That thou continu'st such, owe to thyself.

4. Referring to what has been specified. I have commanded my servant to be at such a place.

5. Such and such, is used in reference to a person or place of a certain kind.

The sovereign authority may enact a law, commanding such and such an action.

Random Word

pumiceous

PUMI'CEOUS, a. Pertaining to pumice; consisting of pumice or resembling it.

Noah's 1828 Dictionary

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Noah Webster, the Father of American Christian education, wrote the first American dictionary and established a system of rules to govern spelling, grammar, and reading. This master linguist understood the power of words, their definitions, and the need for precise word usage in communication to maintain independence. Webster used the Bible as the foundation for his definitions.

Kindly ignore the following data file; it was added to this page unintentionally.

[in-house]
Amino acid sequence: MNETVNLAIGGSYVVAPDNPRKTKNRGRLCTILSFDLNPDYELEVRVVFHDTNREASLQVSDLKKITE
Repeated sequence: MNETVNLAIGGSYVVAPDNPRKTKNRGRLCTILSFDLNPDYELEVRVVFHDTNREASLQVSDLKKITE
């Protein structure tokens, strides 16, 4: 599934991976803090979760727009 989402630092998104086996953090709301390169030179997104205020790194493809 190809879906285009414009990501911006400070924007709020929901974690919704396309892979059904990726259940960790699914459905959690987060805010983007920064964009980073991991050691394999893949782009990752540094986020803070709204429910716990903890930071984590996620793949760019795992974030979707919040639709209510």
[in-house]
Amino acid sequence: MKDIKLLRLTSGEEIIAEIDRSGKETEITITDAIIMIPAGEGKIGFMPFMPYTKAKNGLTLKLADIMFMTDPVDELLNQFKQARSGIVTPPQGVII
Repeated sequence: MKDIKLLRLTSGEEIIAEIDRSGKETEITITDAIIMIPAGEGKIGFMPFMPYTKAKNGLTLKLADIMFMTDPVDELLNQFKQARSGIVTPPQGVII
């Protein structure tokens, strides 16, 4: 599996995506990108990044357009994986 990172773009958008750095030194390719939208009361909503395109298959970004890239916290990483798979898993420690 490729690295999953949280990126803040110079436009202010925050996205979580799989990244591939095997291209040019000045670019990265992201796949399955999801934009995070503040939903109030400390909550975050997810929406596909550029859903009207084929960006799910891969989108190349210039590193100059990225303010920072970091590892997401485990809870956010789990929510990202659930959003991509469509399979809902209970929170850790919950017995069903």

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No other dictionary compares with the Webster's 1828 dictionary. The English language has changed again and again and in many instances has become corrupt. The American Dictionary of the English Language is based upon God's written word, for Noah Webster used the Bible as the foundation for his definitions. This standard reference tool will greatly assist students of all ages in their studies. From American History to literature, from science to the Word of God, this dictionary is a necessity. For homeschoolers as well as avid Bible students it is easy, fast, and sophisticated.